Can schools really afford to invest in outside providers?

  • Can schools really afford to invest in outside providers?

At the Education Show recently, I was struck by the number of private companies providing workshops. When schools are struggling to pay for essentials – and are even referring families to food banks – why would they pay strangers to come and teach their children? One thing I know for sure is that no educational establishment allocates budget without a clear idea of how their students will benefit, so I set out to find what these experts can offer, and why schools need their services.

“We call them The Team in Pink,” says Ciara Warnock, “and PET-Xi’s curriculum knowledge and ability to inspire young people is really impressive.” Ciara became headteacher of Orchard Park School in Croydon three years ago and needed outside help to raise attainment and restore confidence. One of the issues was the new, linear GCSEs which were replacing the earlier modular system. No one knew how this would play out in practice, nor the impact of moving from course work to a final exam. She called in PET-Xi ( because the company claimed detailed knowledge of the new specifications, and its team includes national examiners.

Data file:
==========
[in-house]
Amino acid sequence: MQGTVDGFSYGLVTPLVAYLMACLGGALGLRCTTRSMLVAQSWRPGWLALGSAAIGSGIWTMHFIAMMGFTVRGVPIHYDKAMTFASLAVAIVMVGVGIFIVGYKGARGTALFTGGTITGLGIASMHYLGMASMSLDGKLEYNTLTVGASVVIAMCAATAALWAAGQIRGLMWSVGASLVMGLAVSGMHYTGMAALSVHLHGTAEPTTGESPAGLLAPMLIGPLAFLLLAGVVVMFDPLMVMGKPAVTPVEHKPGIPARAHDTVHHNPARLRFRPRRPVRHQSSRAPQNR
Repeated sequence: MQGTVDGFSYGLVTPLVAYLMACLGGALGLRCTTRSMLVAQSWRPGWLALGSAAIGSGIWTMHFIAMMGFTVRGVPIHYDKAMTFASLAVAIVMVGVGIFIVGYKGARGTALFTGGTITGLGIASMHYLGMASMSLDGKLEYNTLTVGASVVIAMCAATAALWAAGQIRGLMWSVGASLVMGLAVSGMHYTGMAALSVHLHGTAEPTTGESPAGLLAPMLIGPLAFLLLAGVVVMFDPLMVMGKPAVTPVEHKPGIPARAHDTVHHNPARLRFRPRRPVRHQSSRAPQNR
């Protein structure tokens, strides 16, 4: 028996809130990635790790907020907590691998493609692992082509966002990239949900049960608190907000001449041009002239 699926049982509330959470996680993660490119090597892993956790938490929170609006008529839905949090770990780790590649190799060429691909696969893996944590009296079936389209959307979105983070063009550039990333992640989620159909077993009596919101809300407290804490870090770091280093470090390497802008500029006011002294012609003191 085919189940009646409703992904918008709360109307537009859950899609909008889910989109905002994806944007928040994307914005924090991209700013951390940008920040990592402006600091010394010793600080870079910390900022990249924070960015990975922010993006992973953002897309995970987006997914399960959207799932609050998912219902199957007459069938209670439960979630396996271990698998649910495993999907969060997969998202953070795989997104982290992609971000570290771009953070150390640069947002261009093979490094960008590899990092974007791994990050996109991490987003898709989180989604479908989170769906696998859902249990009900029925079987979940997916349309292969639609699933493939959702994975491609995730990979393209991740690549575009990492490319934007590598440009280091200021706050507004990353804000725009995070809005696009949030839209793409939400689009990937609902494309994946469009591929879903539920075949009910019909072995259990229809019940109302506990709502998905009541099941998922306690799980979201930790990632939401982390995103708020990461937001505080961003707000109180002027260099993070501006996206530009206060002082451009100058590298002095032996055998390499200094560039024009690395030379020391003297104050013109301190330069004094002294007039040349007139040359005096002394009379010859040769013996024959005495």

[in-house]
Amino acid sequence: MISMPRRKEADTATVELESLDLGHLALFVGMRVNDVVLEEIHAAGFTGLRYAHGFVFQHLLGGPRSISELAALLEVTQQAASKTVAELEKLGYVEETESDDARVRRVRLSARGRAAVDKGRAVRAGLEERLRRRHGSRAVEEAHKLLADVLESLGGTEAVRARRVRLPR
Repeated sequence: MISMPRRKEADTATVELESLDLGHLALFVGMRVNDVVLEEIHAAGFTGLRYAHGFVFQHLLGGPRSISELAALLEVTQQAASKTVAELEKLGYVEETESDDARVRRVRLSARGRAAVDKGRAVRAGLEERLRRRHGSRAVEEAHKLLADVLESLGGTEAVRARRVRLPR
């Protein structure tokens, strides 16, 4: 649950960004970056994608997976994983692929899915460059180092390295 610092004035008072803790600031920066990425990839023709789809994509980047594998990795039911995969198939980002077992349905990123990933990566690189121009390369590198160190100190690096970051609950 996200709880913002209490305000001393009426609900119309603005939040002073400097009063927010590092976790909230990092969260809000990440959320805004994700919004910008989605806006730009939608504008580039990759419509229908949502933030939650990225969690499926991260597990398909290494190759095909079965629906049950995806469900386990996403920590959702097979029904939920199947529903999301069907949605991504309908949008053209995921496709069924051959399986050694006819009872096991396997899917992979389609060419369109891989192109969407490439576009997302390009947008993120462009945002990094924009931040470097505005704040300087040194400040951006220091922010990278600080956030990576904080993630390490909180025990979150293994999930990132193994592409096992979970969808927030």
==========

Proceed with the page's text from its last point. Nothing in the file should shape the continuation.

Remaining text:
It worked. Now Ciara has brought them back in for other students and other purposes. Recently, PET-Xi ran a Y7 catch up programme for a small group, predominantly Pupil Premium children, who had an intensive course designed to improve their skills and confidence in decoding words, recall and retrieval, vocabulary and comprehension. Currently, the team is working with students on a Certificate In Finance course and a suite of MS Office qualifications; so far, participants have achieved a hundred percent pass rate.

What makes PET-Xi special? “All the sessions start with a high energy burst from a motivational leader which hooks students from the outset,” observes Ciara. “The sessions with our learners are so intense, meticulously organised and engaging that students reap the benefits of this personalised approach.”

Specialist solutions It is easy to see why a school would bring in superheroes to transform exam results and provide intensive tuition to targeted groups who are underachieving; but an increasing number are starting to call on outsiders for aspects of wellbeing, safeguarding, resilience and careers. It seems that staff are being spread thinly across curriculum subjects and with high staff turnover, SLTs are redeploying PSHE and citizenship teachers and pastoral staff to cover English and mathematics, leaving a gap that can be met by specialist providers.

For example, Commando Joe’s ( provides character education. The organisation recruits and trains former military personnel to run clubs and one-day workshops, or to work over several months alongside teachers to instil self discipline, confidence and teamwork in young people. Since 2012, the company has worked with over 350 schools with 175,000 pupils. It’s received £3.2 million of grant funding from the Department for Education and been the subject of several favourable research projects.

Careers focused